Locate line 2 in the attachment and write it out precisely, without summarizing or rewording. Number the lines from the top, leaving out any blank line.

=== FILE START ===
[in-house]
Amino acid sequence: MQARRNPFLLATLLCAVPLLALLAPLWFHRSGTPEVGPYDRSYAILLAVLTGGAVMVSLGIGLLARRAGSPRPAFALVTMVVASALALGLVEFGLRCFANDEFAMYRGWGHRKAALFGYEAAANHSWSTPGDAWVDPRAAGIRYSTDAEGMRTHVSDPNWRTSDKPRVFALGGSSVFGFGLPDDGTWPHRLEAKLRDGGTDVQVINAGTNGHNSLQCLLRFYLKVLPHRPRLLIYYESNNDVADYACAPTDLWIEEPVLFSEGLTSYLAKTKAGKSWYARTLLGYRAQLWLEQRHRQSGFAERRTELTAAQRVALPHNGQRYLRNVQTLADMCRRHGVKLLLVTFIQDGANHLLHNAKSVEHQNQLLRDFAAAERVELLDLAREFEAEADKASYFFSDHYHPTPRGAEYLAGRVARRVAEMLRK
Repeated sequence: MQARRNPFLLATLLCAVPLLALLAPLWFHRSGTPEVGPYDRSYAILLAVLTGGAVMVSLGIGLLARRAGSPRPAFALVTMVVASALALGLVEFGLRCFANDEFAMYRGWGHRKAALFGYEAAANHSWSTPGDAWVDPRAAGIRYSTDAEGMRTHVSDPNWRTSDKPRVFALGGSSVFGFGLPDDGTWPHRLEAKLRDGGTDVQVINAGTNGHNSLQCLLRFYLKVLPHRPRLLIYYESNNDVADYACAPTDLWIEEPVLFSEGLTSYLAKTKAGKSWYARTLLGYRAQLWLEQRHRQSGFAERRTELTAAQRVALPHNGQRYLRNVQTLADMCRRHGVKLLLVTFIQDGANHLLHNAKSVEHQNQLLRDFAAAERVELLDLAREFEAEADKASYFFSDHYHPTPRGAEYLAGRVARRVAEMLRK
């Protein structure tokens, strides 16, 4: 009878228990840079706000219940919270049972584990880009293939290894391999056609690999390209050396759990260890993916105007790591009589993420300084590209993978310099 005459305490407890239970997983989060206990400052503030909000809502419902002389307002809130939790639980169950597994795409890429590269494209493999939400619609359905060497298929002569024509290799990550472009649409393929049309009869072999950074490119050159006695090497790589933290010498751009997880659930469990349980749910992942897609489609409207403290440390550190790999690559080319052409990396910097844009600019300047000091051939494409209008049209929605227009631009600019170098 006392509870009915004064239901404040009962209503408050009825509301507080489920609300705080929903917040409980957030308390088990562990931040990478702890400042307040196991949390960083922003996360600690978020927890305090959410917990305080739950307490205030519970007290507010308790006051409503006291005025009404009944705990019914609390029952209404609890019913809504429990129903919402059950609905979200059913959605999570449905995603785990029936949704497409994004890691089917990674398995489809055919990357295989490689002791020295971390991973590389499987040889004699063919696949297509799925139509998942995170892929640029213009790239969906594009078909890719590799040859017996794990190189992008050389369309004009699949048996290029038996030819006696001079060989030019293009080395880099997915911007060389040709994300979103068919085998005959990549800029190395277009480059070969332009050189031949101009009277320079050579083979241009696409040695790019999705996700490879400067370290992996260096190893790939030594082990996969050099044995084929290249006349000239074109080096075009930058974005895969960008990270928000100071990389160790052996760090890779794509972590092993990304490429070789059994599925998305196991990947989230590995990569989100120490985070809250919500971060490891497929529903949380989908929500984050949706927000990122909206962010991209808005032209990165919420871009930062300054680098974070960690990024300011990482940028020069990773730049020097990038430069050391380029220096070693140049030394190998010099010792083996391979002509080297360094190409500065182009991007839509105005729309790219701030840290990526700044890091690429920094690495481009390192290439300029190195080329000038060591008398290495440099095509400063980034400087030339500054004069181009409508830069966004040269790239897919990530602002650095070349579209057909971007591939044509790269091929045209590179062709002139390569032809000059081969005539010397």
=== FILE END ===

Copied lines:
Amino acid sequence: MQARRNPFLLATLLCAVPLLALLAPLWFHRSGTPEVGPYDRSYAILLAVLTGGAVMVSLGIGLLARRAGSPRPAFALVTMVVASALALGLVEFGLRCFANDEFAMYRGWGHRKAALFGYEAAANHSWSTPGDAWVDPRAAGIRYSTDAEGMRTHVSDPNWRTSDKPRVFALGGSSVFGFGLPDDGTWPHRLEAKLRDGGTDVQVINAGTNGHNSLQCLLRFYLKVLPHRPRLLIYYESNNDVADYACAPTDLWIEEPVLFSEGLTSYLAKTKAGKSWYARTLLGYRAQLWLEQRHRQSGFAERRTELTAAQRVALPHNGQRYLRNVQTLADMCRRHGVKLLLVTFIQDGANHLLHNAKSVEHQNQLLRDFAAAERVELLDLAREFEAEADKASYFFSDHYHPTPRGAEYLAGRVARRVAEMLRK